- Doctoral Thesis
Rights / licenseIn Copyright - Non-Commercial Use Permitted
Research on reconstruction of objects and environments in three dimensions has made great progress over the past decade. Applications such as building maps of environments, creating 3D models for robot manipulation, and generating digital content for use in movies, games and virtual environments all benefit from techniques that can reconstruct objects with high fidelity and accuracy. Robustness of the reconstruction pipeline can be improved by incorporating semantic information from the environment. Semantic information also supplements the reconstructed model enabling applications such as robot manipulation, measurement of class specific metrics, and artistic control of objects. However, a vast majority of this research, both reconstruction and semantic segmentation, is targeted towards human-made objects and environments. These are characterized by geometry that is easier to parametrize, and features such as corners and edges, that can be tracked reliably even from viewpoints that are far apart. On the other hand, natural structures such as trees, foliage and corals consist of elements that are self-similar, repetitive, non-parametric and semi-rigid, have self-occluding geometry and display limited variation in colour information. This renders it challenging to apply the techniques developed for human made objects in natural environments. The focus of this thesis is to develop algorithms to tackle some of these challenges and enable high quality reconstruction of natural structures. Understanding semantics helps mitigate some of these challenges. To this end we propose three algorithms for semantic segmentation of vegetation. The first algorithm proposes the use of features based on surface curvatures as the representation of local geometry. The second one aims to learn these features using a Convolutional Neural Network (CNN). The third method also uses CNNs but performs semantic segmentation in single frame RGB-D images, as opposed to full point clouds used in the first two approaches. As this approach learns features from partial observations of geometry, it can be used in improving the robustness of the reconstruction framework. Due to complexity in deriving accurate parametric models of the unstructured geometry, we take a data-driven approach in all the three algorithms and learn features directly from the data. Data required for this purpose is generated using state-of-the-art simulation software. Evaluation on real data shows the extent to which knowledge transfers from simulation to reality. Improving camera tracking paves way for better reconstruction accuracy. Given that traditional feature based approaches perform poorly in natural environments, we employ deep neural networks to learn robust features directly from the environment. Here, we push the data-driven approach to its limit and investigate if a deep neural network can learn to predict poses from input images through end-to-end learning. Finally, we extend the scope of the aforementioned techniques for underwater environments to facilitate scanning and reconstruction of coral reefs. We demonstrate underwater 3D capture using commodity depth cameras and present an algorithm to calibrate a camera and its housing in order to undo the distortions caused due to refraction. Show more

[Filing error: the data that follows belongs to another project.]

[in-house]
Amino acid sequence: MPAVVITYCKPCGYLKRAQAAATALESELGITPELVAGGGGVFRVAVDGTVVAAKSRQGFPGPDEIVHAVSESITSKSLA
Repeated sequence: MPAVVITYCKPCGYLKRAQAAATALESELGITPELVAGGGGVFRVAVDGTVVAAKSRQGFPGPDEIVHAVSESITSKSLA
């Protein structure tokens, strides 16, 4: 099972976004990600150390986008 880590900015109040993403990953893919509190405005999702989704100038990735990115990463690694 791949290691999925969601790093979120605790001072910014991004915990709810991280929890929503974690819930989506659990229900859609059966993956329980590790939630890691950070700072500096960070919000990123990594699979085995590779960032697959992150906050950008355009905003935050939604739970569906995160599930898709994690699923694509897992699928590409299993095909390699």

External linksSearch print copy at ETH Library
SubjectSemantic segmentation; Mapping; Deep Learning; Vegetation modeling; 3D Reconstruction
Organisational unit03737 - Siegwart, Roland Y. / Siegwart, Roland Y.
Related publications and datasets
NotesThis thesis was a joint collaboration with ETH Zurich and Disney Research.
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